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    When you diffrentiate 2x2 Why do we get 4x as the diffrential?

    Why does the method work? I was just curious.

    NOTE: I am not asking how we diffrentiate. I want to know why it works.
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    (Original post by SirRaza97)
    When you diffrentiate 2x2 Why do we get 4x as the diffrential?

    Why does the method work? I was just curious.

    NOTE: I am not asking how we diffrentiate. I want to know why it works.
    https://en.wikipedia.org/wiki/Derivative
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    (Original post by SirRaza97)
    When you diffrentiate 2x2 Why do we get 4x as the diffrential?

    Why does the method work? I was just curious.

    NOTE: I am not asking how we diffrentiate. I want to know why it works.
    \displaystyle \lim_{h \to 0} \frac{2(x+h)^2 - 2x^2}{h}
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    Anything but Wikipedia?
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    (Original post by SirRaza97)
    Anything but Wikipedia?
    It's explained clearly.
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    (Original post by SirRaza97)
    When you diffrentiate 2x2 Why do we get 4x as the diffrential?

    Why does the method work? I was just curious.

    NOTE: I am not asking how we diffrentiate. I want to know why it works.
    Broadly, because of the binomial expansion theorem:

     \displaystyle \frac{d}{dx}x^n = \lim_{h\rightarrow 0} \frac{(x+h)^n-x^n}{h}

    When you expand out with the binomial theorem, the only term that survives is the term  \frac{hnx^{n-1}}{h} = nx^{n-1}
    Spoiler:
    Show

    Another method of showing this is using the definition of  e^x as "the function that equals it's own derivative. That's perfectly self contained a definition, and you then then say:
     x^n = e^{nln(x)} \implies \frac{d}{dx}x^n = \frac{n}{x}e^{nln(x)} = nx^{n-1}

    However, that requires you to know something about: log laws, the chain rule, inverse functions/implicit differentiation. Some of that stuff is C3, wherease the binomial expansion theorem is taught in C2.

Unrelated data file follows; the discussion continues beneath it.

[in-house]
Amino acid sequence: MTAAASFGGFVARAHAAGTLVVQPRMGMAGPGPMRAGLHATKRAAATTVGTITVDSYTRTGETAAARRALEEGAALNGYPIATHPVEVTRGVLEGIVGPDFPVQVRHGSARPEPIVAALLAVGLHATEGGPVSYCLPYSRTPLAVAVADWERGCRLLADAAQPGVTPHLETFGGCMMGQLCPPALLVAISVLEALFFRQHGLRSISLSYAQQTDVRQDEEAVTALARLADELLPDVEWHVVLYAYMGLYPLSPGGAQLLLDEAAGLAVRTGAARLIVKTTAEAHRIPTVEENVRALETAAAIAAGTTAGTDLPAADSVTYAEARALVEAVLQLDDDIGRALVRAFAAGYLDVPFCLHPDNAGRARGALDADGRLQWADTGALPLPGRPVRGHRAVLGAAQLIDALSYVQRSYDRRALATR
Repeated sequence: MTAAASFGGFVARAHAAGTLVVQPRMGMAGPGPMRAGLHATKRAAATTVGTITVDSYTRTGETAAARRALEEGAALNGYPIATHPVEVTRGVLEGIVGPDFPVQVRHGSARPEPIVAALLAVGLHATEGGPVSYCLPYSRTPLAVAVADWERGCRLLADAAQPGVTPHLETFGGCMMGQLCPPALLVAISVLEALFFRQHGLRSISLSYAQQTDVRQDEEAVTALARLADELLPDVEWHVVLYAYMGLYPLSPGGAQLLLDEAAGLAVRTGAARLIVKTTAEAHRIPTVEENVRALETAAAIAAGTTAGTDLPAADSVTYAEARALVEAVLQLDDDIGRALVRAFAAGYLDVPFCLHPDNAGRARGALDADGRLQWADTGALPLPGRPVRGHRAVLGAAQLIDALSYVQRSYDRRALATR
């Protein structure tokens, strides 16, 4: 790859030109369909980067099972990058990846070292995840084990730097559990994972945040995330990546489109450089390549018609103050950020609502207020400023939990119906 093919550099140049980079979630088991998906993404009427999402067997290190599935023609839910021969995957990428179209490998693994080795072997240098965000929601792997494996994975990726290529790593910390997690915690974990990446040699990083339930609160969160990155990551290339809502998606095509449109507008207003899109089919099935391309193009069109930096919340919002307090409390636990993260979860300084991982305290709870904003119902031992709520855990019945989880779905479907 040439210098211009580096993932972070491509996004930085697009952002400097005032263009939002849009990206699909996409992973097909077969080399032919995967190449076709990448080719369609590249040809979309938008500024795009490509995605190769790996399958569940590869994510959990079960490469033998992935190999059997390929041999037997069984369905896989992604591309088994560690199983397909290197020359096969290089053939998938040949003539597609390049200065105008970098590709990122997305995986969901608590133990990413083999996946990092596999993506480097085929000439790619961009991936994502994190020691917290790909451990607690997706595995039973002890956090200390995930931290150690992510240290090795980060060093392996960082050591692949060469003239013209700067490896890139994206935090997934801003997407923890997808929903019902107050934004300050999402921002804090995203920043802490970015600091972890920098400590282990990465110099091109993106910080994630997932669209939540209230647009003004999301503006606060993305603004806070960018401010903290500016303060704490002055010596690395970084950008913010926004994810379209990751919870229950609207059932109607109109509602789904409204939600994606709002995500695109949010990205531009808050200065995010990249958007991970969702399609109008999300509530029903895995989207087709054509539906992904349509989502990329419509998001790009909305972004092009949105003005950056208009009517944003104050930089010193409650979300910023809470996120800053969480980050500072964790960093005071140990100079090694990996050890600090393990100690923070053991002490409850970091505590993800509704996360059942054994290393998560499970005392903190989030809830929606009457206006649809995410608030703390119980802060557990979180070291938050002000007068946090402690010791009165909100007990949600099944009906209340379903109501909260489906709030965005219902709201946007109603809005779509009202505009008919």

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    (Original post by SirRaza97)
    Anything but Wikipedia?
    https://www.khanacademy.org/math/dif...new-hd-version
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    (Original post by lerjj)
    Broadly, because of the binomial expansion theorem:

     \displaystyle \frac{d}{dx}x^n = \lim_{h\rightarrow 0} \frac{(x+h)^n-x^n}{h}

    When you expand out with the binomial theorem, the only term that survives is the term  \frac{hnx^{n-1}}{h} = nx^{n-1}
    What do you mean by survives?

    We have (x+h)^n - x^n = hnx^{n-1} + o(h^2).
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    (Original post by SirRaza97)
    When you diffrentiate 2x2 Why do we get 4x as the diffrential?

    Why does the method work? I was just curious.

    NOTE: I am not asking how we diffrentiate. I want to know why it works.
    I recommend you watch this video:

    https://www.youtube.com/watch?v=Ayf9gKwjXlY
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    (Original post by Zacken)
    What do you mean by survives?

    We have (x+h)^n - x^n = hnx^{n-1} + o(h^2).
    Sorry, by "survive" I mean that in the limit h \rightarrow 0 that's the only term that doesn't vanish (after dividing by h in every term, of course).
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    (Original post by lerjj)
    Sorry, by "survive" I mean that in the limit h \rightarrow 0 that's the only term that doesn't vanish (after dividing by h in every term, of course).
    Ah, okay - I wasn't sure because you left an \frac{h}{h} in your answer so was wondering whether you'd taken the limit or not yet. S'alright now, thanks.
 
 
 
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